Christmas is a time of joy and family and celebration. It’s also a time when many households haemorrhage money. Instead of subscribing to the modern notion that the Christmas spirit can be bought, try taking a deep breath and getting back to basics this year to save money and keep the stress of financial worries from ruining this special season.
Nothing says you have to keep up with the Griswolds by creating an animatronic, visible-from-space light display in your yard every year. Not only are twinkle lights expensive, they can really run up your electric bill. Try hanging just one strand over your door to welcome guests, and take a winter walk through the neighborhood to enjoy other people’s light displays with your family. Light-looking and a cup of hot cocoa make for an inexpensive way to create some special memories and get into the holiday spirit.
When it comes to the rest of your decorating, remember that nowhere in the Bible does it say that the interior of a good Christian’s home must resemble a department store window display every Christmas. Save money on inside decorations by making your own. Construction paper crafts are inexpensive and fun for the kids. Adults can take things one step further and try some elaborate origami. Instead of rushing to the craft shop to buy expensive supplies, repurpose household items like jar lids and bottle caps to make interesting ornaments, and use images from last year’s greeting cards or wrapping paper in your arts and crafts. A Christmas tree trimmed in homemade ornaments and paper chains is absolutely heart-warming.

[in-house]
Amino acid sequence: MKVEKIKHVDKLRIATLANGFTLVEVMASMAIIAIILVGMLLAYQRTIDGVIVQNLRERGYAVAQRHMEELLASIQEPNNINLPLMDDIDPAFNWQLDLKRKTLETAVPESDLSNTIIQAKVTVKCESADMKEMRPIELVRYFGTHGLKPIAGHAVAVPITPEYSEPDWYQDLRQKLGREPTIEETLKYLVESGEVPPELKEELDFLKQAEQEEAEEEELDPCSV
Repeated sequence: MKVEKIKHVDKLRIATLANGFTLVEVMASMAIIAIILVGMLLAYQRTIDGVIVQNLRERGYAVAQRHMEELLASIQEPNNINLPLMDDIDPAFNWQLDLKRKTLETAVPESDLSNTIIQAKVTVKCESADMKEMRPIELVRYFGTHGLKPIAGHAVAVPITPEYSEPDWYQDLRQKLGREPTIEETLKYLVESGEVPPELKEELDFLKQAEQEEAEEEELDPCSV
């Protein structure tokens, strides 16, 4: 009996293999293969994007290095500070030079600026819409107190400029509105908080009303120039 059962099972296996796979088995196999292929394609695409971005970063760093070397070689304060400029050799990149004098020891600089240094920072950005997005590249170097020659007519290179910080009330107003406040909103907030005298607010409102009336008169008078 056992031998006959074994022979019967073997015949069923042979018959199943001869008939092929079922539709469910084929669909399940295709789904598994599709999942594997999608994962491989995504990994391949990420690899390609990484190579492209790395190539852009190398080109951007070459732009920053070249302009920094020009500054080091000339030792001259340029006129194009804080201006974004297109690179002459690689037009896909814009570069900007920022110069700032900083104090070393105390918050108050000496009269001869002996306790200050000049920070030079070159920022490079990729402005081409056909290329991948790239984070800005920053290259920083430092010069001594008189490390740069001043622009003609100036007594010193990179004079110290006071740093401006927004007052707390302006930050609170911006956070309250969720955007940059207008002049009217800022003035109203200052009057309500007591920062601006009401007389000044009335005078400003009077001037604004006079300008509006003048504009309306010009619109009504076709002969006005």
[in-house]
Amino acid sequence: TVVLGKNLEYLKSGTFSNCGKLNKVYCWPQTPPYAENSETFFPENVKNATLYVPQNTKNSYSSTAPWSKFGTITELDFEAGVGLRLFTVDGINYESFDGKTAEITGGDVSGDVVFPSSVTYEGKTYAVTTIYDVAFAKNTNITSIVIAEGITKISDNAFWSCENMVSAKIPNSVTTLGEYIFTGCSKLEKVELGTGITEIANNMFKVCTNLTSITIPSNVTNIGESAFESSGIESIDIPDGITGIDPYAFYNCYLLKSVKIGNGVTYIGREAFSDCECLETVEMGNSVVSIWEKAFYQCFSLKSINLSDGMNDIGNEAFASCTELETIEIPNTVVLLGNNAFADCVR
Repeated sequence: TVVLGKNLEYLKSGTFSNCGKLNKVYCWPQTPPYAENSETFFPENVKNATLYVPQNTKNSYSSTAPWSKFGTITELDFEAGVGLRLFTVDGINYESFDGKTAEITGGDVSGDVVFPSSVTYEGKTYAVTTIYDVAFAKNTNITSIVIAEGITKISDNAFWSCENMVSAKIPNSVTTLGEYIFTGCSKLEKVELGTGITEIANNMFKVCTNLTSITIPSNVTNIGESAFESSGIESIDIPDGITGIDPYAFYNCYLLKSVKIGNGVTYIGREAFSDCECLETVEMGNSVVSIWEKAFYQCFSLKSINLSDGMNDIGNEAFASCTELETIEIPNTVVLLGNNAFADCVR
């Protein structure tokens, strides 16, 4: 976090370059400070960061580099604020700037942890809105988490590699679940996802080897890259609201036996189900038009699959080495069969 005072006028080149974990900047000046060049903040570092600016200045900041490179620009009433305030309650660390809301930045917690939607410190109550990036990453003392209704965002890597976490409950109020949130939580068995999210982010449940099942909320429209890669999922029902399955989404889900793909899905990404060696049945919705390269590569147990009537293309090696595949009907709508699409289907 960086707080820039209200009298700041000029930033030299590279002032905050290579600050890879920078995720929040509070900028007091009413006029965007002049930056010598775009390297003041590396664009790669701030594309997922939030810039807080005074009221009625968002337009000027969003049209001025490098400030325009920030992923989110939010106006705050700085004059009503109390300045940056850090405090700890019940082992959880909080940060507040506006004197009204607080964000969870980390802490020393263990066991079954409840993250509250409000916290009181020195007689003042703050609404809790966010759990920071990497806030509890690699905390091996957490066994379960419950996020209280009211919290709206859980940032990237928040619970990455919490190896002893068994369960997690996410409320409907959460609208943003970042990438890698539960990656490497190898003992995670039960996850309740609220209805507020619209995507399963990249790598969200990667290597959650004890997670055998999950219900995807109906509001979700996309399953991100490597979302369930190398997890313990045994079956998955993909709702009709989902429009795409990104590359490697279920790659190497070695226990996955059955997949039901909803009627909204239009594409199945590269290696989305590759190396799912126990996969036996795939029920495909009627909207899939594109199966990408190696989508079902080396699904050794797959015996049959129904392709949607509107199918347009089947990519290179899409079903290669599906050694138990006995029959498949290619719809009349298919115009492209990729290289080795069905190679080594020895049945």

A gift is no fun to give when you’re wondering how you’re going to pay for it when the credit card bills roll in. Try making your own gifts this year for a surprise your loved ones will really appreciate. If you love crafts, create something beautiful for your relatives’ homes. Bake friends their favorite holiday treats, or try making your own coupon books containing certificates for things like a girls’ night in or free babysitting. Kids like to get coupons, too, especially ones they can cash in for extra privileges like staying up late on a weekend or watching a few extra hours of television.
It just isn’t a holiday party without delicious food, but that doesn’t mean you have to break the bank to serve a five-course dinner. Why don’t you try a pot-luck style gathering this year and ask guests to bring a side dish or a dessert to share? Or, instead of a meal, time your party so that only drinks and hors d’oeuvres are required. Consider hosting a Christmas brunch instead of a Christmas dinner, because eggs are definitely cheaper than whole turkeys and hams, and remember that many grocery chains run promotions at this time of year so that with your store loyalty card or some coupons, you can get everything you need at a discount if you plan your menu in advance and shop ahead. If you do serve a big dinner, go with a buffet, which cuts down on wasted food that’s plated but not eaten. You might just have leftovers enough to get you through New Year’s.
This article was written by Jonathon Gordon. Jonathon is currently researching how to make homemade Christmas gifts this year to save even more money.
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